At these singular nocturnal sittings, Blake thus executed for Varley, in the latter’s presence, some forty or fifty slight pencil sketches, of small size, of historical, nay, fabulous and even typical personages, summoned from the vasty deep of time, and ‘seen in vision by Mr. Blake.’ Varley, who accepted all Blake said of them, added in writing the names, and in a few instances the day and hour they were seen. Thus: ‘Wat Tyler, by Blake, from his spectre, as in the act of striking the tax-gatherer, drawn Oct. 30, 1819, 1 h. P.M.’ On another we read: ‘The Man who built the Pyramids, Oct. 18, 1819, fifteen degrees of 1, Cancer ascending.’ Another sketch is indorsed as ‘Richard Cœur de Lion, drawn from his spectre. W. Blake fecit, Oct. 14, 1819, at quarter-past twelve, midnight.’ In fact, two are inscribed ‘Richard Cœur

de Lion,’ and each is different. Which looks as if Varley misconstrued the seer at times, or as if the spirits were lying spirits, assuming different forms at will. Such would doubtless have been De Foe’s reading, had he been gravely recording the fact.

Most of the other Visionary Heads bear date August, 1820. Nearly all subsequently fell into Mr. Linnell’s hands, and have remained there. Remarkable performances these slight pencil drawings are, intrinsically, as well as for the circumstances of their production: truly original and often sublime. All are marked by a decisive, portrait-like character, and are in fact evidently literal portraits of what Blake’s imaginative eye beheld. They are not seldom strikingly in unison with one’s notions of the characters of the men they purport to represent. Some are very fine, as the Bathsheba and the David. Of these two beauty is, of course, the special attribute. William Wallace and King Edward the First have much force, and even grandeur. A remarkable one is that of ‘King Edward the Third as he now exists in the other world, according to his appearance to Mr. Blake’; his skull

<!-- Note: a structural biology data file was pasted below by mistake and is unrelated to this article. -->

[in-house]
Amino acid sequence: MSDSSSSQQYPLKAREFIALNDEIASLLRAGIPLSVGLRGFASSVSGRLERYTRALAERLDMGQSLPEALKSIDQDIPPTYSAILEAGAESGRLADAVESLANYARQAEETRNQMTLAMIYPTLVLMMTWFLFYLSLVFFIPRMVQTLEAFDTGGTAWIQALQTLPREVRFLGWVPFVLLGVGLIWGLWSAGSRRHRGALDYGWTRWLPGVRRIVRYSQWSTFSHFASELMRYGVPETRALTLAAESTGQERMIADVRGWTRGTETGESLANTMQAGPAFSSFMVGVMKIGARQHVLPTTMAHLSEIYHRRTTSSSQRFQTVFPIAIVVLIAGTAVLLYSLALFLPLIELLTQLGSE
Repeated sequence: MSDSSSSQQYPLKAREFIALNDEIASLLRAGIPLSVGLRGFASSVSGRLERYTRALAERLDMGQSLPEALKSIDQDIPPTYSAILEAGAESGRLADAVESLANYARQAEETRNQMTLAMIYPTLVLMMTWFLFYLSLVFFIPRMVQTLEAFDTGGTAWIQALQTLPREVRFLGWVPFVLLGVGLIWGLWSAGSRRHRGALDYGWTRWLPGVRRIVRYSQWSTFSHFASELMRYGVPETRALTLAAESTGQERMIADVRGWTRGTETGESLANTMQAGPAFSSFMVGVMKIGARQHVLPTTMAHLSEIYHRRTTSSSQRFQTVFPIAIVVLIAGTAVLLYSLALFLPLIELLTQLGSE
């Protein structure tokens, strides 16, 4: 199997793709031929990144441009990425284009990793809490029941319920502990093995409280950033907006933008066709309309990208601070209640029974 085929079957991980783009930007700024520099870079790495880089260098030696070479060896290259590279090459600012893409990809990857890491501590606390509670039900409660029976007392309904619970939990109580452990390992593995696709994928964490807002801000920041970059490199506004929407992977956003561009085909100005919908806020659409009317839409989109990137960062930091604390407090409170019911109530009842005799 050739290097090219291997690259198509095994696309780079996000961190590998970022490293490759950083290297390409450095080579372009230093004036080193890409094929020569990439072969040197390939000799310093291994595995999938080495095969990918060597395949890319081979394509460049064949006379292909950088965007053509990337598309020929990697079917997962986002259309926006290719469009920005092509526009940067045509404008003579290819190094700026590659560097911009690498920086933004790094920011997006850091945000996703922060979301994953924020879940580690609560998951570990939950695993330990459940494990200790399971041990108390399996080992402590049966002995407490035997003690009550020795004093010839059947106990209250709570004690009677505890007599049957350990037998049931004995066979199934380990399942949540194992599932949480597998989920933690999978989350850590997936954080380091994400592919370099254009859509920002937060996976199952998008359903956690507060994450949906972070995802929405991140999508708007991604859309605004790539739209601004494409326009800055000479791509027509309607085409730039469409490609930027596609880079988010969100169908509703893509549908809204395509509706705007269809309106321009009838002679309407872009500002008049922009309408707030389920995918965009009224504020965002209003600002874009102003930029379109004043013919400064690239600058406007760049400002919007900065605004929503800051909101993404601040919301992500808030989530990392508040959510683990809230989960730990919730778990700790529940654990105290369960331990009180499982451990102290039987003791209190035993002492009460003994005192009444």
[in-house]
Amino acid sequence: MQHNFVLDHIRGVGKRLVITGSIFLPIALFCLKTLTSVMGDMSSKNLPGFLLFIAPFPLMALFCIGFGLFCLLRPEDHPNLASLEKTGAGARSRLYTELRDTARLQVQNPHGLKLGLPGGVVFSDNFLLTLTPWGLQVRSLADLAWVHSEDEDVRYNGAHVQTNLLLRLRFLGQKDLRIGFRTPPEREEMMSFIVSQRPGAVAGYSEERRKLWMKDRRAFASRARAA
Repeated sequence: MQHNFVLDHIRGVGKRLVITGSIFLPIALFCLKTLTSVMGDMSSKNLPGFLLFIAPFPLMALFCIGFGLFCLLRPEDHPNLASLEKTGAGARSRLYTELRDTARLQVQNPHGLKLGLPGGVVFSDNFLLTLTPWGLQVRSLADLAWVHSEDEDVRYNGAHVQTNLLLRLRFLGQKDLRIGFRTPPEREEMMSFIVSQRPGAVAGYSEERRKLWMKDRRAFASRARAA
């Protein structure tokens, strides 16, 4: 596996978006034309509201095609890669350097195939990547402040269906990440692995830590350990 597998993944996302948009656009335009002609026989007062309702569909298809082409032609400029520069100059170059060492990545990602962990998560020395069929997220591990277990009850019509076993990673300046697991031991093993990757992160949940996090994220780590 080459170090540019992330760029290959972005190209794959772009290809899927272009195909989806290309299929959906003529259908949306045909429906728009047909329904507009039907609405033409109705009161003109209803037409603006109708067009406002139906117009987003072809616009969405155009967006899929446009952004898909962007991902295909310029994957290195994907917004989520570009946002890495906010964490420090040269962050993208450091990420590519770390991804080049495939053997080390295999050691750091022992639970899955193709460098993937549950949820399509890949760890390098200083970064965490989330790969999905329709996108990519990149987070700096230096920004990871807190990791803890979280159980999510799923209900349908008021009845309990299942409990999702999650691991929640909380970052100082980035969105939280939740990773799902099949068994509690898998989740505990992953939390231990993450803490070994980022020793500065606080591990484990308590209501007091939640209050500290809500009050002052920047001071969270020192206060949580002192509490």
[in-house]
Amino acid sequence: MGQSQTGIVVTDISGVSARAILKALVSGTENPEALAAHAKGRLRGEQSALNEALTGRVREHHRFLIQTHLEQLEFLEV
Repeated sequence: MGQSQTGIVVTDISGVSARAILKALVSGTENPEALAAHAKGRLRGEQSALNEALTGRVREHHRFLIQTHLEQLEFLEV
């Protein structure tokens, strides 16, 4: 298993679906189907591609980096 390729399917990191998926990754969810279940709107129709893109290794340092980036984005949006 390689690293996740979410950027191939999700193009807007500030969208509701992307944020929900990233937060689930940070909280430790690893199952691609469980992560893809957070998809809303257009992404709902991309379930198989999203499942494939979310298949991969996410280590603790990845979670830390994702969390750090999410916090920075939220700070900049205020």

enlarged in the sem¬blance of a crown,—swelling into a crown in fact,—for type and punishment of earthly tyranny, I suppose. Remark¬able too, are ‘The Assassin lying dead at the fret of Edward the First in the Holy Land,’ and the ‘Portrait of a Man who instructed Mr. Blake in Painting, in his Dreams.’

Among the heads which Blake drew was one of King Saul, who, as the artist related, appeared to him in armour, and wearing a helmet of peculiar form and construction, which he could not, owing to the position of the spectre, see to delineate satisfactorily. The portrait was therefore left unfinished, till some months after, when King Saul vouchsafed a second sitting, and enabled Blake to complete his helmet; which, with the armour, was pronounced, by those to whom the drawing was shown, sufficiently extra¬ordinary.